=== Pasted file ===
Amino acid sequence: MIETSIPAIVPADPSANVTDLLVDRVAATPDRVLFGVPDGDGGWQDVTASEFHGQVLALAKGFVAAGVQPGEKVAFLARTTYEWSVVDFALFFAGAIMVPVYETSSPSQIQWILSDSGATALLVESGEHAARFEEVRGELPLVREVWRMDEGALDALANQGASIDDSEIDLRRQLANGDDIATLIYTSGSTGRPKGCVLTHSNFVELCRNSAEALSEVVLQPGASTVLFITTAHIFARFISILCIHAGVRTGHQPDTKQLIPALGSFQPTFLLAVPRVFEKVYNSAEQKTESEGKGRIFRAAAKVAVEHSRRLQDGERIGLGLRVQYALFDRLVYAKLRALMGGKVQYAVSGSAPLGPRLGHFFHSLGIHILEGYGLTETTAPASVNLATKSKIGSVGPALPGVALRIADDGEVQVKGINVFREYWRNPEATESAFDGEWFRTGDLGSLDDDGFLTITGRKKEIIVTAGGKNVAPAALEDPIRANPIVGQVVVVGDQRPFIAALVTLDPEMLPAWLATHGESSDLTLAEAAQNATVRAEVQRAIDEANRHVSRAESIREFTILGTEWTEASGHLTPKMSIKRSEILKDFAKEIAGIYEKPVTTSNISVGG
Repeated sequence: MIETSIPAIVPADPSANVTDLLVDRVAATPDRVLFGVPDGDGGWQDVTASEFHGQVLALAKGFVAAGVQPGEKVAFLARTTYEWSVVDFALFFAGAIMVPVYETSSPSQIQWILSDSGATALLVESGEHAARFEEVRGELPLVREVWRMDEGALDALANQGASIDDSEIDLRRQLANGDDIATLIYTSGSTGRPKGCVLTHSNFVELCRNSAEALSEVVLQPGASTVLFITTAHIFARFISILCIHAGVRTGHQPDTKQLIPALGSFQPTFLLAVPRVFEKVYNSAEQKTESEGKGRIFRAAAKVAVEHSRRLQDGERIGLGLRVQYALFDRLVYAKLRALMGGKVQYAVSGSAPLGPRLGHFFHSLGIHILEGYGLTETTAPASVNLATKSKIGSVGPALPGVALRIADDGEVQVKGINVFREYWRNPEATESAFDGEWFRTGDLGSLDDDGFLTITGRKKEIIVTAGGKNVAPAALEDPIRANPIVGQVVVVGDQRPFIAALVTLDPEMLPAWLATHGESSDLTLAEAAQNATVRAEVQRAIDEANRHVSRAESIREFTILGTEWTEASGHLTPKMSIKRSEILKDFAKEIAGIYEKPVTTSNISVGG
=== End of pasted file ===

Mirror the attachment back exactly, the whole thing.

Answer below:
Amino acid sequence: MIETSIPAIVPADPSANVTDLLVDRVAATPDRVLFGVPDGDGGWQDVTASEFHGQVLALAKGFVAAGVQPGEKVAFLARTTYEWSVVDFALFFAGAIMVPVYETSSPSQIQWILSDSGATALLVESGEHAARFEEVRGELPLVREVWRMDEGALDALANQGASIDDSEIDLRRQLANGDDIATLIYTSGSTGRPKGCVLTHSNFVELCRNSAEALSEVVLQPGASTVLFITTAHIFARFISILCIHAGVRTGHQPDTKQLIPALGSFQPTFLLAVPRVFEKVYNSAEQKTESEGKGRIFRAAAKVAVEHSRRLQDGERIGLGLRVQYALFDRLVYAKLRALMGGKVQYAVSGSAPLGPRLGHFFHSLGIHILEGYGLTETTAPASVNLATKSKIGSVGPALPGVALRIADDGEVQVKGINVFREYWRNPEATESAFDGEWFRTGDLGSLDDDGFLTITGRKKEIIVTAGGKNVAPAALEDPIRANPIVGQVVVVGDQRPFIAALVTLDPEMLPAWLATHGESSDLTLAEAAQNATVRAEVQRAIDEANRHVSRAESIREFTILGTEWTEASGHLTPKMSIKRSEILKDFAKEIAGIYEKPVTTSNISVGG
Repeated sequence: MIETSIPAIVPADPSANVTDLLVDRVAATPDRVLFGVPDGDGGWQDVTASEFHGQVLALAKGFVAAGVQPGEKVAFLARTTYEWSVVDFALFFAGAIMVPVYETSSPSQIQWILSDSGATALLVESGEHAARFEEVRGELPLVREVWRMDEGALDALANQGASIDDSEIDLRRQLANGDDIATLIYTSGSTGRPKGCVLTHSNFVELCRNSAEALSEVVLQPGASTVLFITTAHIFARFISILCIHAGVRTGHQPDTKQLIPALGSFQPTFLLAVPRVFEKVYNSAEQKTESEGKGRIFRAAAKVAVEHSRRLQDGERIGLGLRVQYALFDRLVYAKLRALMGGKVQYAVSGSAPLGPRLGHFFHSLGIHILEGYGLTETTAPASVNLATKSKIGSVGPALPGVALRIADDGEVQVKGINVFREYWRNPEATESAFDGEWFRTGDLGSLDDDGFLTITGRKKEIIVTAGGKNVAPAALEDPIRANPIVGQVVVVGDQRPFIAALVTLDPEMLPAWLATHGESSDLTLAEAAQNATVRAEVQRAIDEANRHVSRAESIREFTILGTEWTEASGHLTPKMSIKRSEILKDFAKEIAGIYEKPVTTSNISVGG